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Active deceleration support in car following

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Author: Mulder, M. · Pauwelussen, J.J.A. · Paassen, M.M. van · Mulder, M. · Abbink, D.A.
Type:article
Date:2010
Institution: TNO Defensie en Veiligheid
Source:IEEE Transactions on Systems, Man, and Cybernetics Part A:Systems and Humans, 6, 40, 1271-1284
Identifier: 425145
doi: DOI:10.1109/TSMCA.2010.2044998
Article number: No.: 5451062
Keywords: Traffic · Car following · deceleration control (DC) algorithm · driver model · driver support system · haptic feedback (HF) · Brake pedals · Car following · Control activities · DC algorithm · Decision points · Driver models · Driver support system · Driving simulator · Gas pedals · Haptic feedbacks · Haptic gas pedal feedback · Lead vehicles · Monte carlo analysis · Reaction fields · Algorithms · Automobile drivers · Automobile simulators · Automobiles · Brakes · Deceleration · Friction materials · Gases · Haptic interfaces · Mathematical models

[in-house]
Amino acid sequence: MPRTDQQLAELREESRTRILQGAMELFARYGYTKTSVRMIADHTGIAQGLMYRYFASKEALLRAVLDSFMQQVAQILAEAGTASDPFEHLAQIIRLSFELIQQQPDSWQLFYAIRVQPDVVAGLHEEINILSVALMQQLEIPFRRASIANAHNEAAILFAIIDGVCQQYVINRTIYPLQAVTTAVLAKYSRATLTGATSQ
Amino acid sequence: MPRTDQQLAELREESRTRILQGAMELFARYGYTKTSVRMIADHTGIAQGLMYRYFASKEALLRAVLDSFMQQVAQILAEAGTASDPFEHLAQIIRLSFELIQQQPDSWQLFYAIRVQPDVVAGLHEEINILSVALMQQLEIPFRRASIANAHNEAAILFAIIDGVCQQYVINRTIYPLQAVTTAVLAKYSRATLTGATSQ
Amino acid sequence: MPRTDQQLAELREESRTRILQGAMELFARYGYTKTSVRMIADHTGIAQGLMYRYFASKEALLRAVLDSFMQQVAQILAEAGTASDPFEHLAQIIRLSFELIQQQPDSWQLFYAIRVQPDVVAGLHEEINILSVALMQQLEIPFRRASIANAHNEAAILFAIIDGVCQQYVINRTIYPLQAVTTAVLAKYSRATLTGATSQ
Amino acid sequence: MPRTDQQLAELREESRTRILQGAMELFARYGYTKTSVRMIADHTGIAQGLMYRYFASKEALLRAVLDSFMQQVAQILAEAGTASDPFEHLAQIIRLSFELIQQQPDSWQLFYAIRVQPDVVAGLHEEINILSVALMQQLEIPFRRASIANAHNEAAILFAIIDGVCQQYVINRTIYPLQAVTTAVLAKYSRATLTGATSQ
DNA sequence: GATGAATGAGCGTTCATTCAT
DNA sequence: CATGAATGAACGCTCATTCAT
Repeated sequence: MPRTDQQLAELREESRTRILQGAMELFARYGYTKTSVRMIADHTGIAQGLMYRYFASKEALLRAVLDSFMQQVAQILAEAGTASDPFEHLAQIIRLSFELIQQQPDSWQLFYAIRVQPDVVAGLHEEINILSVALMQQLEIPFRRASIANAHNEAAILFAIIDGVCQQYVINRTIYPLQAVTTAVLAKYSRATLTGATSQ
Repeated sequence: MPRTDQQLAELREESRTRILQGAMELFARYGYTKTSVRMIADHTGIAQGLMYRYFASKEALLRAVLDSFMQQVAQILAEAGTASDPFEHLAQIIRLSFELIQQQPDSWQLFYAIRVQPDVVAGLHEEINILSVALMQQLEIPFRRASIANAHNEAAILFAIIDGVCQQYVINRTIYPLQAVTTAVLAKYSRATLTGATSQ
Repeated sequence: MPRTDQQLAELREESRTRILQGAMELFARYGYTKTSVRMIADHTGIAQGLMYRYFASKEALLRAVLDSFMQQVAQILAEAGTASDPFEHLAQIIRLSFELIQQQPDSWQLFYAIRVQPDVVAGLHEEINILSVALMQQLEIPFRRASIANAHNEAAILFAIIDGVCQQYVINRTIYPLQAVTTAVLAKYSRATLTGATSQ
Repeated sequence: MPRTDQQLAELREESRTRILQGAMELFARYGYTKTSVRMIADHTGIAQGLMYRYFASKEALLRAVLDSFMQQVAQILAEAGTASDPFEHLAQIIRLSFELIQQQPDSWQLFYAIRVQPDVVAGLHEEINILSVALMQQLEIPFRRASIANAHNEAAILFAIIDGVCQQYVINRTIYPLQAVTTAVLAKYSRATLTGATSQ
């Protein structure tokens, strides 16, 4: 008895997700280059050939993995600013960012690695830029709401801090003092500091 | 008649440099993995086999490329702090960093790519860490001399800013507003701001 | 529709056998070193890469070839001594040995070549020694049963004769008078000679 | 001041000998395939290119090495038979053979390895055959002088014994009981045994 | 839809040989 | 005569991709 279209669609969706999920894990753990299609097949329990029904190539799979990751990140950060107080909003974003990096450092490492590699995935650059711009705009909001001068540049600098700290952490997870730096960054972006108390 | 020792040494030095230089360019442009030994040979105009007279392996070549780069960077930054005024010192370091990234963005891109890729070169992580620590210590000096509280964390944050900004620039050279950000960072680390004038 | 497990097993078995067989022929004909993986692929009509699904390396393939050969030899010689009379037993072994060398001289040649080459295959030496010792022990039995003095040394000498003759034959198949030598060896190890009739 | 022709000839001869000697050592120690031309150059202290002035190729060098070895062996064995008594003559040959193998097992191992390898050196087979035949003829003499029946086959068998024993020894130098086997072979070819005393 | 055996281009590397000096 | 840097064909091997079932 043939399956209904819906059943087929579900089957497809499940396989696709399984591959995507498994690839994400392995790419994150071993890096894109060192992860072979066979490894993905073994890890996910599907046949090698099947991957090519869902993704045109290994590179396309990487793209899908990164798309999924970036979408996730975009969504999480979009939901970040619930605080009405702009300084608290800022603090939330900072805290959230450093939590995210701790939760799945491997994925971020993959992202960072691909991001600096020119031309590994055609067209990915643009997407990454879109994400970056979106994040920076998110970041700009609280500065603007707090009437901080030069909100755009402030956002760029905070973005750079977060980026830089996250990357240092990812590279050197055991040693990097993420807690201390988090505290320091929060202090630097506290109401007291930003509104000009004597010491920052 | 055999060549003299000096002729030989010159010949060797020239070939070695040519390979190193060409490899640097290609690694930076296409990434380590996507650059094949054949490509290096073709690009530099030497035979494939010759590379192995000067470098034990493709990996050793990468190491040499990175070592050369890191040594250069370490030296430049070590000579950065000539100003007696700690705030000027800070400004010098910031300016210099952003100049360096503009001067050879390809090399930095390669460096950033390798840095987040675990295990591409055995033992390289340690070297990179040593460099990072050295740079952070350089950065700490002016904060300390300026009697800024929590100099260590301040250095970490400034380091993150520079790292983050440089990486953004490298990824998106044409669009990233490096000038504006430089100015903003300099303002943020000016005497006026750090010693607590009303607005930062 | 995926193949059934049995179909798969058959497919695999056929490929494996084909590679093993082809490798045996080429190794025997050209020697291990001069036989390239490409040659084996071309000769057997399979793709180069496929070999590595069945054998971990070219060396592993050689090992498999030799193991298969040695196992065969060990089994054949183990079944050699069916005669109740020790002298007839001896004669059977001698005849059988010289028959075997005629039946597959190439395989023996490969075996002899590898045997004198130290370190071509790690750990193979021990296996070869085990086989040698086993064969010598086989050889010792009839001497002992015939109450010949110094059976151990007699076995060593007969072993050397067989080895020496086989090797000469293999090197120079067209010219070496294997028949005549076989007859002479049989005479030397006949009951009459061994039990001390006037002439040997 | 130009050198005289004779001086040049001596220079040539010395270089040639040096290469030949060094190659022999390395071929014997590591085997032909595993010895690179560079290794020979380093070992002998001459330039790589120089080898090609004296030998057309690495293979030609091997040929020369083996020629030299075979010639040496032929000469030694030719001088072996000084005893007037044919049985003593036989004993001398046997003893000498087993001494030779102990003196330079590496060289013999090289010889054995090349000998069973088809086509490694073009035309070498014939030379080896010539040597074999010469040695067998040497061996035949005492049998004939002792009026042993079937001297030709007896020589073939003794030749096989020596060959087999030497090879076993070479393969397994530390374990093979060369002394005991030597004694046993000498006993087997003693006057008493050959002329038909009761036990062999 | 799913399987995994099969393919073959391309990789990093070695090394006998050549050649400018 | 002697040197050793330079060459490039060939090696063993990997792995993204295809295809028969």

Abstract

A haptic gas pedal feedback system is developed that provides car-following information via haptic cues from the gas pedal. During normal car-following situations, the haptic feedback (HF) cues were sufficient to reduce control activity and improve car-following performance. However, in more critical following situations, drivers use the brake pedal to maintain separation with the lead vehicle. A deceleration control (DC) algorithm is designed that, in addition to the HF, provided increased deceleration upon release of the gas pedal during car-following situations that required faster deceleration than releasing the gas pedal alone would do. For the design, a driver model for car following in different situations was estimated from driving simulator data. A Monte Carlo analysis with the driver model yielded subjective decision points, where drivers released the gas pedal to start pressing the brakes. This enabled the definition of a reaction field, which determined the needed deceleration input for the DC algorithm. The tuned DC algorithm was tested in a fixed-base driving simulator experiment. It was shown that the active deceleration support improved the car-following performance while reducing the driver brake pedal input magnitude in the conditions tested. © 2006 IEEE.